Where is Juraj Slafkovsky Ranked?
As you can see from the rankings below, Slafkovsky is seen as a top 5 prospect for the most part. The debate comes as to where he belongs in that top 5.
- #1 European Skaters - NHL Central Scouting (Final Ranking)
- #5 - Elite Prospects (May Ranking)
- #3 - Elite Prospects Consolidated Rankings (Most Recent Ranking)
- #3 - Hockey Prospect (March Ranking)
- #5 - TSN - Bob McKenzie (Mid-season Ranking)
- #4 - TSN - Craig Button (May Ranking)
- #4 - FC Hockey (Spring Ranking)
- #7 - McKeen’s Hockey (Mid-season Ranking)
- #3 - Sportsnet (April Ranking)
- #4 - Draft Prospects Hockey (Spring Ranking)
- #4 - Dobber Prospects (April Ranking)
- #4 - Smaht Scouting (Final Ranking)
- #5 - Scouching (April Ranking)
- #1 - The Athletic - Corey Pronman (May Ranking - $)
- #5 - The Athletic - Scott Wheeler (June Ranking - $)
What Others Say About Juraj Slafkovsky
The first report on Slafkovsky comes from Ben Kerr of Last Word on Sports. He breaks down Slafkovsky’s game by skating, offense, and defense, and then offers a projection. Regarding Slafkovsky’s skating:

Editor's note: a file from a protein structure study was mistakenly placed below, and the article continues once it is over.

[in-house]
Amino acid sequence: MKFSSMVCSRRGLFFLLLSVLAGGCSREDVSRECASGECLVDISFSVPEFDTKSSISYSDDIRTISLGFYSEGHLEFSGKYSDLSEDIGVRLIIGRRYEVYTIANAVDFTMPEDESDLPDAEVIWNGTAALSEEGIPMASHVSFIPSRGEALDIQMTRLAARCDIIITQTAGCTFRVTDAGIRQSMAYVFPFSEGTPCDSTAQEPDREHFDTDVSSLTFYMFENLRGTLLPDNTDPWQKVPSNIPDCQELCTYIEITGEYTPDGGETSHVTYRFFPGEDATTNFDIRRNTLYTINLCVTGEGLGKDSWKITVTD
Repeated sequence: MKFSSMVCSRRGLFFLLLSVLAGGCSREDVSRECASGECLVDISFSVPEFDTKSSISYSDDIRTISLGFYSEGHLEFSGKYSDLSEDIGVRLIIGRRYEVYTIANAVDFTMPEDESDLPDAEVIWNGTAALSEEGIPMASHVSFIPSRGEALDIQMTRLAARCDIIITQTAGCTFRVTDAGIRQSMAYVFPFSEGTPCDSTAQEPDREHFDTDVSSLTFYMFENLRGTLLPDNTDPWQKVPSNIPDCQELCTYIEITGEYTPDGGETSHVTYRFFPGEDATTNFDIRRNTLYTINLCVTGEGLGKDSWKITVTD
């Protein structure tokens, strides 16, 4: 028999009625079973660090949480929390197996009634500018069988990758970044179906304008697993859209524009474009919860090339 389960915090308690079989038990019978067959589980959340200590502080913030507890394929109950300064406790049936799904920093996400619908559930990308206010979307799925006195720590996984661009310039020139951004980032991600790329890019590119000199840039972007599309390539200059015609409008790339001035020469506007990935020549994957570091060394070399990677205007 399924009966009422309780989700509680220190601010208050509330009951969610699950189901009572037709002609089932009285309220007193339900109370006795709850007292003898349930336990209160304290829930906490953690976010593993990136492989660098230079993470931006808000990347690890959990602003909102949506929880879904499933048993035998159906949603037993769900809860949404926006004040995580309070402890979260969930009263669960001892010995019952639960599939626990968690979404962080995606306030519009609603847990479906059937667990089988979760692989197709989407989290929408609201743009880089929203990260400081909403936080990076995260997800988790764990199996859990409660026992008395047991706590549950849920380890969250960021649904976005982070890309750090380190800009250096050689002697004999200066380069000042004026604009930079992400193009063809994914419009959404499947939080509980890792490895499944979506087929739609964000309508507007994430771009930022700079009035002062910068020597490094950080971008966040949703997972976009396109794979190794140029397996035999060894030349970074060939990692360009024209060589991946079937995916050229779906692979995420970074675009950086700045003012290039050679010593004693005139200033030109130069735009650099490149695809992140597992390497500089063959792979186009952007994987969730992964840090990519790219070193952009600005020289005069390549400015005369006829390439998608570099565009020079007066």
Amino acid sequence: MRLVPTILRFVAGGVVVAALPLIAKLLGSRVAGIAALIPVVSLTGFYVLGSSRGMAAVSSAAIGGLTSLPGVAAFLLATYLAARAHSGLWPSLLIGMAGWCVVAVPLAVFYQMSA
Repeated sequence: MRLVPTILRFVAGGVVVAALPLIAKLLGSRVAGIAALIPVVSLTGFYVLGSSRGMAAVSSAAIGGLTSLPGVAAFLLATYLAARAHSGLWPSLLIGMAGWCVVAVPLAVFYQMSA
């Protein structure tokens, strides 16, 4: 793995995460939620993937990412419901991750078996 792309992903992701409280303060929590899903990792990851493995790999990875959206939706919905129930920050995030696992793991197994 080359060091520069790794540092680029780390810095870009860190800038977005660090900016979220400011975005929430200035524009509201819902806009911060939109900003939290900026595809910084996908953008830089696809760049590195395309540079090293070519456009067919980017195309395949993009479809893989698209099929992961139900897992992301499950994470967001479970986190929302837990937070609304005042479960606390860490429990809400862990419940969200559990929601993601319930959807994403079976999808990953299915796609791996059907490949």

He needs to work on his first few steps and his acceleration. However, once he gets moving, his top-end speed is good...His agility and edgework need a little bit of work as well.
One area that which Slafkovsky excels is with his balance and power. He is very hard to knock off the puck and can fight through checks and get to the net.
In regards to his offensive game:
Slafkovsky is a very good stick-handler and uses his long reach and big body to protect the puck down low in the cycle game. When he gets the opportunity, he can take the puck to the front of the net and finish in tight to the goal with his soft hands. He also has a very good shot.
Slafkovsky forechecks effectively, forcing opposing defenders to move the puck quickly which often leads to turnovers. He is also good at winning the puck on the boards. Slafkovsky is also a good passer.
In regards to his defensive game: